In a three-page order, U.S. District Judge Roseann A. Ketchmark said Mycroft’s conduct didn’t rise to the level of contempt to warrant the extreme sanction of ending the case altogether. But she did determine that Mycroft violated an April 2020 order to “assertively take down” portions of a threatening blog post its…
            Stay ahead of the curve
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          • Patenting computer-implemented simulations [Ed: Martin Kohrs at Novagraaf is promoting illegal software patents, citing a decision from crooked panel that’s rigged by gangsters who hijacked the EPO; they pay to promote this sham.]

            The decision G1/19 by the Enlarged Board of Appeal (EBA) concerning the patentability of simulations essentially restated that long-established principles should be applied, i.e. those of T 641/00 (COMVIK). According to COMVIK, a claimed feature is only considered to be an inventive step if and to the extent that it contributes to the technical character of the claimed subject matter.

      • Trademarks

        • Impact of brexit on the trademarks applied/registered in the European Union

          This exit as is commonly and popularly referred to as “Brexit” from the EU community has also had important spillover effects and ramifications for IP owners and more so specifically for trademark and design registration holders in the EU community. Under the Withdrawal Agreement between the UK and the EU, Trademark holders in the EU (which erstwhile included UK as well) can apply to register the same right as a stand-alone right in the UK right within nine months after the end of the transition period, this being up to and including 30 September 2021.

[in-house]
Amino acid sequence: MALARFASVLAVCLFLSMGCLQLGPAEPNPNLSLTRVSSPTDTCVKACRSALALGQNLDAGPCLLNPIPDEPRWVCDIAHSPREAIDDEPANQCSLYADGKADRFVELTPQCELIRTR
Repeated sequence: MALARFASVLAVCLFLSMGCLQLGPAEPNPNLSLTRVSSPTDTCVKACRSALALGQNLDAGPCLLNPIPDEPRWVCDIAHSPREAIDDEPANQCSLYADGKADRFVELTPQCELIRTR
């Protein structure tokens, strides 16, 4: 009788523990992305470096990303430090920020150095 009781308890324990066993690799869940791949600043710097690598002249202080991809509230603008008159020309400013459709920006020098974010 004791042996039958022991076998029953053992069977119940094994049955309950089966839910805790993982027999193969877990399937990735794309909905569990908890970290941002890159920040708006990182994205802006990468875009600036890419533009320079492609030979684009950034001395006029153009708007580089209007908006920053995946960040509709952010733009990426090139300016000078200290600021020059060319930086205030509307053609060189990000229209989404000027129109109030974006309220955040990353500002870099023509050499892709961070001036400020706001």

In this write-up, we briefly analyse the important steps that brand owners may need to pro-actively undertake to ensure continued protection of their trademarks in the UK on a stand-alone basis irrespective of their impending trademark applications filed before the EU Intellectual Property Office (EUIPO) of which office the UK was earlier part of. The following table provides the insights regarding the Brexit’s impact on existing trademark applications/registrations in EU from a trademark holder’s perspective…


          As regards the status of patents, the European Patent Office (EPO) is not an EU agency and thus the UK leaving the EU would not affect the European patent system. Existing European patents covering the UK also remain unaffected and the protection is granted by the EPO, is valid in the UK even after Brexit.

      • Copyrights

        • AG Hogan advises CJEU to rule that private copying exception also applies in the cloud but that an additional private copying levy might be unavailable [Ed: Maybe stop calling everything "clown"? When you use meaningless terminology you get ludicrous laws. Same for "Hey Hi"...]

          Does the private copying exception and, with it, the fair compensation requirement under Article 5(2)(b) of the InfoSoc Directive apply to reproductions carried out by using cloud-based recording services? If so, can rightholders request the providers of such a service to impose a levy even if their customers (natural persons) have already paid one when purchasing the devices (eg, computers, smartphones, tablets) subsequently used to undertake acts of reproduction covered by that provision?